Eco on God
I confess. If I hadn't married Tim a month after I turned 21, I more than likely would have travelled to Italy to marry Umberto Eco. His The Name Of The Rose both made me want to write and realize that I will most probably never write as well as I want. It was also one of the precipitating factors in my brief flirtation with Catholicism. He has a beautiful, brief new article on God, Man and Society in the London Telegraph.
Human beings are religious animals. It is psychologically very hard to go through life without the justification, and the hope, provided by religion. You can see this in the positivist scientists of the 19th century.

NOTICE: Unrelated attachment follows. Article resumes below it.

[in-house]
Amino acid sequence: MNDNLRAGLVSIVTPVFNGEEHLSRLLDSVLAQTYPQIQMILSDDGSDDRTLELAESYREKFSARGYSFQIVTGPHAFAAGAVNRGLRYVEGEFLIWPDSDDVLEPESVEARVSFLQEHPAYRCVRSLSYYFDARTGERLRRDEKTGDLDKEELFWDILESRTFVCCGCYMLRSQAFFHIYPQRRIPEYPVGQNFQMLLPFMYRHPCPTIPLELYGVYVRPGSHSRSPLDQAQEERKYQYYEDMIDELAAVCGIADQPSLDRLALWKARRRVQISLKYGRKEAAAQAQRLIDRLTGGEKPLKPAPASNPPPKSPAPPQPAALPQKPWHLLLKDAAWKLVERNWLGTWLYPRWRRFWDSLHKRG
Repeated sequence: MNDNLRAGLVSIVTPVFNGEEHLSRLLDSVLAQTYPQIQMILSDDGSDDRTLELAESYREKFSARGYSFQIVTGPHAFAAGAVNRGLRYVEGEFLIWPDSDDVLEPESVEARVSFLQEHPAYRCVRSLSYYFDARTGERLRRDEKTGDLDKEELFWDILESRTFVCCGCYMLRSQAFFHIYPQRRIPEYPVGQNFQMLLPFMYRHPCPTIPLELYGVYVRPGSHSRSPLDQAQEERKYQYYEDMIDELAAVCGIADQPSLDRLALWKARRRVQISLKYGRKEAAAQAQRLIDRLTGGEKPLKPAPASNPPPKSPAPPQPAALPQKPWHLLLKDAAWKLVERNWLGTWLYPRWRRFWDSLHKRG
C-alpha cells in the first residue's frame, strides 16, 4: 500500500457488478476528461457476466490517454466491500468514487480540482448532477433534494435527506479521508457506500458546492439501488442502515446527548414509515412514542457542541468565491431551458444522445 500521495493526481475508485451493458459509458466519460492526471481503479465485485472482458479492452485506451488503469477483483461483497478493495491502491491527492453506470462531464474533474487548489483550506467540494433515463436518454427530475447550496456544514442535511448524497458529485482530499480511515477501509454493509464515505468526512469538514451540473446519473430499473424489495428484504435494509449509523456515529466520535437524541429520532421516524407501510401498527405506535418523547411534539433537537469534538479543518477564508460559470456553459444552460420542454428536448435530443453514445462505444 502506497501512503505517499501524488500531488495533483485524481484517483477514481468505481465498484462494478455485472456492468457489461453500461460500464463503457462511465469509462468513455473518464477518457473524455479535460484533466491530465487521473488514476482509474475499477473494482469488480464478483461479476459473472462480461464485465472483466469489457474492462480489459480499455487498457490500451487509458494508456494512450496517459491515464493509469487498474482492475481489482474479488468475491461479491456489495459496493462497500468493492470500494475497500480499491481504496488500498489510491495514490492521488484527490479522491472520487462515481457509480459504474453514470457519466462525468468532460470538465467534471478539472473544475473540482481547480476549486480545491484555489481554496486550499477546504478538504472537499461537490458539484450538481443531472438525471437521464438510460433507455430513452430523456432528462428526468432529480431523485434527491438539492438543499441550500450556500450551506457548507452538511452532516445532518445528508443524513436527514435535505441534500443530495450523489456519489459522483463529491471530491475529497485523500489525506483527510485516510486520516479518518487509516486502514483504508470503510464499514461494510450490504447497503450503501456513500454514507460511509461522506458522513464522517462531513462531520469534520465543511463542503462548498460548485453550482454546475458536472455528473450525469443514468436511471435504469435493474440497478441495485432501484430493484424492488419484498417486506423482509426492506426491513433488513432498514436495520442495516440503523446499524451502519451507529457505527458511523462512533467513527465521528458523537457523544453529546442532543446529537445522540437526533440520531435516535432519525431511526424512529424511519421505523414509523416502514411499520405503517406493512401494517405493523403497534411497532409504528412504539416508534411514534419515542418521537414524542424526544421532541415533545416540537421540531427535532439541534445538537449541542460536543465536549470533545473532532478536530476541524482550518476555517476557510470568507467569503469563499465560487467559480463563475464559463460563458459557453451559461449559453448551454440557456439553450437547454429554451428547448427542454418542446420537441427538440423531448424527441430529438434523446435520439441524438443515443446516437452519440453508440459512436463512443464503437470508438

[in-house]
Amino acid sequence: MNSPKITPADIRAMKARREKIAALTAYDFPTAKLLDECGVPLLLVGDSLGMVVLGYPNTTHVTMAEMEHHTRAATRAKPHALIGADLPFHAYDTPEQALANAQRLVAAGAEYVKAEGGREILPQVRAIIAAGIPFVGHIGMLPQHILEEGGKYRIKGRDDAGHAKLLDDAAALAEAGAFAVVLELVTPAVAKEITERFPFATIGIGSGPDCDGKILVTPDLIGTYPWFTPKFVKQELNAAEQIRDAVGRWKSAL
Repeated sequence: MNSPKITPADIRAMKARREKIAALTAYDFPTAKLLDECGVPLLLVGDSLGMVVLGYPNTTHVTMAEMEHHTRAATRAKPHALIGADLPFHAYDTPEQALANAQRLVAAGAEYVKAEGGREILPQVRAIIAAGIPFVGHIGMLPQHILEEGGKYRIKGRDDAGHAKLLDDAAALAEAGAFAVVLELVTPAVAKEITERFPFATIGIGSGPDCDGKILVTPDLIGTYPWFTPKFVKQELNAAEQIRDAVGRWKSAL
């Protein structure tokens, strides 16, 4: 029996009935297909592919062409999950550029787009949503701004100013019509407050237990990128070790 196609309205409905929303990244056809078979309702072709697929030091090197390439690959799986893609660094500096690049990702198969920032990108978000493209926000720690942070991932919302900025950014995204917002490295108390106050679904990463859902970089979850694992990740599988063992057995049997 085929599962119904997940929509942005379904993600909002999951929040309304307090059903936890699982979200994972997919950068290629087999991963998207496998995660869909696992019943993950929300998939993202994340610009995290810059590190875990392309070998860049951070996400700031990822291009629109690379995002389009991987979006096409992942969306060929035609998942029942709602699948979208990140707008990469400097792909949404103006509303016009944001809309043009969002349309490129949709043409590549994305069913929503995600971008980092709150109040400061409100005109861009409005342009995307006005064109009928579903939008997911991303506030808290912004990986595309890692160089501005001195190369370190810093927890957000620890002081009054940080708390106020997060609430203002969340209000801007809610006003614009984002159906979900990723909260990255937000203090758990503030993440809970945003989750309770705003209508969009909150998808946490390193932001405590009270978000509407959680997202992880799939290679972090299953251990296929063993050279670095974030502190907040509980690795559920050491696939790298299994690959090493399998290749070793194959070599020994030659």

They insisted that they were describing the universe in rigorously materialistic terms - yet at night they attended seances and tried to summon up the spirits of the dead. Even today, I frequently meet scientists who, outside their own narrow discipline, are superstitious - to such an extent that it sometimes seems to me that to be a rigorous unbeliever today, you have to be a philosopher. Or perhaps a priest.
I know that Eco left Catholicsm many years ago. His continued respect for the role of religion is refresing, to say the least.
I think I agree with Joyce's lapsed Catholic hero in A Portrait of the Artist as a Young Man: "What kind of liberation would that be to forsake an absurdity which is logical and coherent and to embrace one which is illogical and incoherent?" The religious celebration of Christmas is at least a clear and coherent absurdity. The commercial celebration is not even that.